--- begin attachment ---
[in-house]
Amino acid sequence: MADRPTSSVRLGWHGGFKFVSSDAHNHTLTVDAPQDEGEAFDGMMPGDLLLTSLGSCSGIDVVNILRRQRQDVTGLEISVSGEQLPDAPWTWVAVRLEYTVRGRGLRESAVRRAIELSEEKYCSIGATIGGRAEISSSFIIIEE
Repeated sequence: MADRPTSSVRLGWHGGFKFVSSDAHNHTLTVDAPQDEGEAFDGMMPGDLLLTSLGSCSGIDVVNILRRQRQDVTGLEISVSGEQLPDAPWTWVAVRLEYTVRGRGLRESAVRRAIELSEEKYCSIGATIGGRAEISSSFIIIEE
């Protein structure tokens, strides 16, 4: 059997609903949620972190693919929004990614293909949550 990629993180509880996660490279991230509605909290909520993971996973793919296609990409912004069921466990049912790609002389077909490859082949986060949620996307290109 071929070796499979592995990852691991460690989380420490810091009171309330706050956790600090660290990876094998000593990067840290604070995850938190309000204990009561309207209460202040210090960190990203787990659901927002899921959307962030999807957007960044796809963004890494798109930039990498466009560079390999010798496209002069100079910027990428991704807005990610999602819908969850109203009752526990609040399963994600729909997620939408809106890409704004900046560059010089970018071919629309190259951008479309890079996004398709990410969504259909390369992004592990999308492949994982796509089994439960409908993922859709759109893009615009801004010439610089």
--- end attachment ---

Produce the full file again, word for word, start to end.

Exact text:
[in-house]
Amino acid sequence: MADRPTSSVRLGWHGGFKFVSSDAHNHTLTVDAPQDEGEAFDGMMPGDLLLTSLGSCSGIDVVNILRRQRQDVTGLEISVSGEQLPDAPWTWVAVRLEYTVRGRGLRESAVRRAIELSEEKYCSIGATIGGRAEISSSFIIIEE
Repeated sequence: MADRPTSSVRLGWHGGFKFVSSDAHNHTLTVDAPQDEGEAFDGMMPGDLLLTSLGSCSGIDVVNILRRQRQDVTGLEISVSGEQLPDAPWTWVAVRLEYTVRGRGLRESAVRRAIELSEEKYCSIGATIGGRAEISSSFIIIEE
């Protein structure tokens, strides 16, 4: 059997609903949620972190693919929004990614293909949550 990629993180509880996660490279991230509605909290909520993971996973793919296609990409912004069921466990049912790609002389077909490859082949986060949620996307290109 071929070796499979592995990852691991460690989380420490810091009171309330706050956790600090660290990876094998000593990067840290604070995850938190309000204990009561309207209460202040210090960190990203787990659901927002899921959307962030999807957007960044796809963004890494798109930039990498466009560079390999010798496209002069100079910027990428991704807005990610999602819908969850109203009752526990609040399963994600729909997620939408809106890409704004900046560059010089970018071919629309190259951008479309890079996004398709990410969504259909390369992004592990999308492949994982796509089994439960409908993922859709759109893009615009801004010439610089």